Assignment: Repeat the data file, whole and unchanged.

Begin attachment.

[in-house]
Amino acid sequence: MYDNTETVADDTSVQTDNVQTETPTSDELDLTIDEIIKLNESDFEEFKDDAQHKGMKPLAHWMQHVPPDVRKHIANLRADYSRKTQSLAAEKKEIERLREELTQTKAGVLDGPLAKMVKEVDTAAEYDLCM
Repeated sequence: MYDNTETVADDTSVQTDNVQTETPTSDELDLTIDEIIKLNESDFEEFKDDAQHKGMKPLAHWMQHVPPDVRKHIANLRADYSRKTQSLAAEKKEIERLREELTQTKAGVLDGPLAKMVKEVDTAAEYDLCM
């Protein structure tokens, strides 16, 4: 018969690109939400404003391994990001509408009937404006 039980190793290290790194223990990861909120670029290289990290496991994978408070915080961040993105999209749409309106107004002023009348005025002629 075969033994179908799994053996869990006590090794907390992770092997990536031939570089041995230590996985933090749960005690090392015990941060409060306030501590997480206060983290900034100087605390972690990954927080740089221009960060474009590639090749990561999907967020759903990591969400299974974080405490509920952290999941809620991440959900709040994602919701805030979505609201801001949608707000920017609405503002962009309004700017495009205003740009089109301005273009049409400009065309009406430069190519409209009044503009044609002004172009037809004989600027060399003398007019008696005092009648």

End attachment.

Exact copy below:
[in-house]
Amino acid sequence: MYDNTETVADDTSVQTDNVQTETPTSDELDLTIDEIIKLNESDFEEFKDDAQHKGMKPLAHWMQHVPPDVRKHIANLRADYSRKTQSLAAEKKEIERLREELTQTKAGVLDGPLAKMVKEVDTAAEYDLCM
Repeated sequence: MYDNTETVADDTSVQTDNVQTETPTSDELDLTIDEIIKLNESDFEEFKDDAQHKGMKPLAHWMQHVPPDVRKHIANLRADYSRKTQSLAAEKKEIERLREELTQTKAGVLDGPLAKMVKEVDTAAEYDLCM
């Protein structure tokens, strides 16, 4: 018969690109939400404003391994990001509408009937404006 039980190793290290790194223990990861909120670029290289990290496991994978408070915080961040993105999209749409309106107004002023009348005025002629 075969033994179908799994053996869990006590090794907390992770092997990536031939570089041995230590996985933090749960005690090392015990941060409060306030501590997480206060983290900034100087605390972690990954927080740089221009960060474009590639090749990561999907967020759903990591969400299974974080405490509920952290999941809620991440959900709040994602919701805030979505609201801001949608707000920017609405503002962009309004700017495009205003740009089109301005273009049409400009065309009406430069190519409209009044503009044609002004172009037809004989600027060399003398007019008696005092009648």